In 2030, what we currently call ‘government’ will – or should – look radically different.
Although the public sector has traditionally been more cautious in its IT investment than the private sector, the breakneck speed at which citizens continue to adopt the latest technology has done much to force its hand.
Technology is now central to the everyday life of people in the UK, and the government has been compelled to recognise the widespread societal changes this has created.
Of course, as with any sudden change, there are those who worry that technology is having a detrimental effect on public services. The distinguished psychologist Sir Cary Cooper, for example, argued that the sector’s emphasis on digital solutions is weakening the relationship between citizens and services. In other words: the public sector is at risk of losing its human touch.
However, despite these misgivings, it’s impossible to argue against the cost-effectiveness of digital efficiencies, most of which are made with the earnest intention of widening the range of public services and deepening their impact across the country.
And while you could argue either way on the success of the government’s initial forays into a digital-first world, the very fact that these technologies are being embraced should be viewed as a positive step forward with the public sector showing a willingness to engage with citizens according to the latter’s preferences.
So far, while digital investment has been significant, the impact has been on a relatively small scale – enabling people to pay bills or file their tax returns via an online portal, for example. But this is just the start, and the potential application of modern technologies within the public sector is tremendously exciting.
Here are three ways technology could change the world of government:
1) Bringing artificial intelligence to the Civil Service
The evolution in public sector technology will be due, in part, to the advent of artificial intelligence (AI) and automation that we are likely to see over the next ten years.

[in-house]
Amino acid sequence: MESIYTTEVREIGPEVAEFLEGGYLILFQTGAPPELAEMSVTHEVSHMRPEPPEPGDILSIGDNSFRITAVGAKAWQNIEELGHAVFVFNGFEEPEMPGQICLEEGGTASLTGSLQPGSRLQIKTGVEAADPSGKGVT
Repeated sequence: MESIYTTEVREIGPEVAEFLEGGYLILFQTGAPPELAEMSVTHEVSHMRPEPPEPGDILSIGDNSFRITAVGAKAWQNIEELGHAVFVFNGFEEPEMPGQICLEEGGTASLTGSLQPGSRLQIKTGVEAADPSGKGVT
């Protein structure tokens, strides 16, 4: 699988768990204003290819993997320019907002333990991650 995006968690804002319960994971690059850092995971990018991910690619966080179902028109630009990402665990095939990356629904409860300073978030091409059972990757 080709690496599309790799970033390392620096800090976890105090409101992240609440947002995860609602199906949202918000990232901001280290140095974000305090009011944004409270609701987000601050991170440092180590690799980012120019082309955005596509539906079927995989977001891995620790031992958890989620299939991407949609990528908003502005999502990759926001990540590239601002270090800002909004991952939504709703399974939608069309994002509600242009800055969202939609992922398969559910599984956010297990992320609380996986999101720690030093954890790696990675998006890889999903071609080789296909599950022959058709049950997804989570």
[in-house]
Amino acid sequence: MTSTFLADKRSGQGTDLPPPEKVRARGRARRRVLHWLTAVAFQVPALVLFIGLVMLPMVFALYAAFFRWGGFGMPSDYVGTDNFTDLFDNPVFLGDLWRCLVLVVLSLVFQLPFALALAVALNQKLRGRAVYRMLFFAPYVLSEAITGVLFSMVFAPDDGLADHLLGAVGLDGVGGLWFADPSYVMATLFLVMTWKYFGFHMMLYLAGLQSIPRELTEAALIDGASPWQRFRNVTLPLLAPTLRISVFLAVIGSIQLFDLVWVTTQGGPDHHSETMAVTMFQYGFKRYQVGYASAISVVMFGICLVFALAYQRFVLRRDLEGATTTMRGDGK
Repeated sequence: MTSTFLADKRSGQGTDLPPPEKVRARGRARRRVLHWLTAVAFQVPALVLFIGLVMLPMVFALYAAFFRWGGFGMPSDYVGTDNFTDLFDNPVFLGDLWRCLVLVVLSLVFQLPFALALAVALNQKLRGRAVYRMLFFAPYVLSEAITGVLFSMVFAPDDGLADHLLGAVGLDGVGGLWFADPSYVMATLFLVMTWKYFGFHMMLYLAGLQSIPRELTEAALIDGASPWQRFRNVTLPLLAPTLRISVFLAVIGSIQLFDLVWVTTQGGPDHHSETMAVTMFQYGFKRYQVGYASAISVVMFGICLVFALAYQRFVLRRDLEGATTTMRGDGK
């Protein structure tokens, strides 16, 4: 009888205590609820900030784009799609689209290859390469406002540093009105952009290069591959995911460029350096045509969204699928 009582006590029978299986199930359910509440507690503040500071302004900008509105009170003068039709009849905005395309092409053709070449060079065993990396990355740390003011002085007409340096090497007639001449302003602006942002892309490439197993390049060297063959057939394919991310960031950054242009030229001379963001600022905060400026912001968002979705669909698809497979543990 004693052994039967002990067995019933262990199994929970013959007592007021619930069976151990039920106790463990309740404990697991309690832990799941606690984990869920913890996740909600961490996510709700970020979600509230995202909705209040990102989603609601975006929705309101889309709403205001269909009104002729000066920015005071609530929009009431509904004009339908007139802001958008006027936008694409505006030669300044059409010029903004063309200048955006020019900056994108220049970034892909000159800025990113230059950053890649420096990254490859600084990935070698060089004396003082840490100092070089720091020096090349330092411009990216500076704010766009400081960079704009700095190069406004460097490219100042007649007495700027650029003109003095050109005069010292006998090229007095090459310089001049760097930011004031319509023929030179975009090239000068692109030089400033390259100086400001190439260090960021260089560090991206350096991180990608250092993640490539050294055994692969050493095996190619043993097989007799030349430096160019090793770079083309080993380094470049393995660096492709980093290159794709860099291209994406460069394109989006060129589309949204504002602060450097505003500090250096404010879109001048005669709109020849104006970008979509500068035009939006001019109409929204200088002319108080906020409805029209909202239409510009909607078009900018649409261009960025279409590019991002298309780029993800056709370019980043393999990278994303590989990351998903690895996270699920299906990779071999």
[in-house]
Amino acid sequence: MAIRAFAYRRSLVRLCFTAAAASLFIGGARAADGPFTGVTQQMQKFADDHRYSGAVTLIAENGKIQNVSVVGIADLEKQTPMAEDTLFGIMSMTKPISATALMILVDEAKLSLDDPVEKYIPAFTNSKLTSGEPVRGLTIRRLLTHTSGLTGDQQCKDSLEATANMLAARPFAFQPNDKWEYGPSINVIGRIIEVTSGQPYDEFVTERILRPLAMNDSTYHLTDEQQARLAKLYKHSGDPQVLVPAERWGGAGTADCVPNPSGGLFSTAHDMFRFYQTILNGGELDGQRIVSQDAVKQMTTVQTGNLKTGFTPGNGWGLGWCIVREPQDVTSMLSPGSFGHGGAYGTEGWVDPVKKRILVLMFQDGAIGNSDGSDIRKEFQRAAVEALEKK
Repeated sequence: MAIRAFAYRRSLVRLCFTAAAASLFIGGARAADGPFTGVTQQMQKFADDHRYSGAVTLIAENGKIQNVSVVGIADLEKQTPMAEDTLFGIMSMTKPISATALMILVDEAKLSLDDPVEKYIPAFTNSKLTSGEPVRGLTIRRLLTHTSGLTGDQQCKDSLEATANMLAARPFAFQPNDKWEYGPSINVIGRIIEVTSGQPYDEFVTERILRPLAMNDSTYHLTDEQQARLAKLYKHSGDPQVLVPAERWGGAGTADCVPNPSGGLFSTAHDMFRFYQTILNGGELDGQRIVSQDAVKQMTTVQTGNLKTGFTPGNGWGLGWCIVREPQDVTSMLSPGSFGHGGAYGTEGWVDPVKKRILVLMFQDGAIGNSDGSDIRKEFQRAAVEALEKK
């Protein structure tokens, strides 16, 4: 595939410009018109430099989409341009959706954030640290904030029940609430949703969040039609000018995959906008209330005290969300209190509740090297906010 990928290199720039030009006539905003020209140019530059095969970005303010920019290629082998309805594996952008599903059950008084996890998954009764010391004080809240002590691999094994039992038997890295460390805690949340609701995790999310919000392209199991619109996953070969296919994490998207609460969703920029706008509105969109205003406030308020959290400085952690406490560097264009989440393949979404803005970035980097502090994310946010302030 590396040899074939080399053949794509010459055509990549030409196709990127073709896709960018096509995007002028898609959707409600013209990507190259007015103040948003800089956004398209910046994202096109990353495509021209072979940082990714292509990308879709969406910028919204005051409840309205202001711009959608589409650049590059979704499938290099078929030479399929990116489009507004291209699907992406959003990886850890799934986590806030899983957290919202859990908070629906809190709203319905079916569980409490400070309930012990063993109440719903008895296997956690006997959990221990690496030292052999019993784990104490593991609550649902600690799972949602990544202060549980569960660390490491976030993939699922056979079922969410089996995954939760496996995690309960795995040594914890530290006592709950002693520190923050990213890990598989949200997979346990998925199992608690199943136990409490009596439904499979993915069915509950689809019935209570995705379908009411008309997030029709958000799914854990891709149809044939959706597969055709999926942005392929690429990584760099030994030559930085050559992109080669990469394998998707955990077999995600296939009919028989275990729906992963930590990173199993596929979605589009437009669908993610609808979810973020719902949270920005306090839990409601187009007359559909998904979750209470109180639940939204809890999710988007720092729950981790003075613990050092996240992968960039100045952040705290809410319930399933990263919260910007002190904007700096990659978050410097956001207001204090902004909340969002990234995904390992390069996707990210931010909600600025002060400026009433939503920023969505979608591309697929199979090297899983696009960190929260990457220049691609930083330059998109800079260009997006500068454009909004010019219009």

According to BT’s The Future Workplacereport, more than one-third of IT decision makers are already using some form of AI or automation technology, and just under one-third are planning to implement AI and automation tools in the next two years. Of those who plan to invest, 62 per cent are optimistic that this technology will make their organisation more effective.
The UK public sector has already embraced technologies such as AI at some level: Ninety-five per cent of public sector organisations claim that they are already using at least one form of disruptive technology, compared with 85 per cent of those operating in the private sector. The legal, policy and public-facing decisions that were once solely human – such as those in courtrooms or hospital theatres – will soon become the domain of decentralised computation, based on the harvesting of trillions of data points
In late 2016, University College London (UCL) computer scientists developed a prototype AI ‘judge’. This software analysed data patterns to predict courtroom outcomes. In 79 per cent of assessed cases, the AI verdict was the same as that delivered by humans.
Although much more testing and learning remains to be done, this is surely a sign of our future legal system. The ethical and social implications of such a revolution necessitate widespread debate and legislative adaptation, with legal, scientific and technology experts weighing in.
2) Removing politics from policy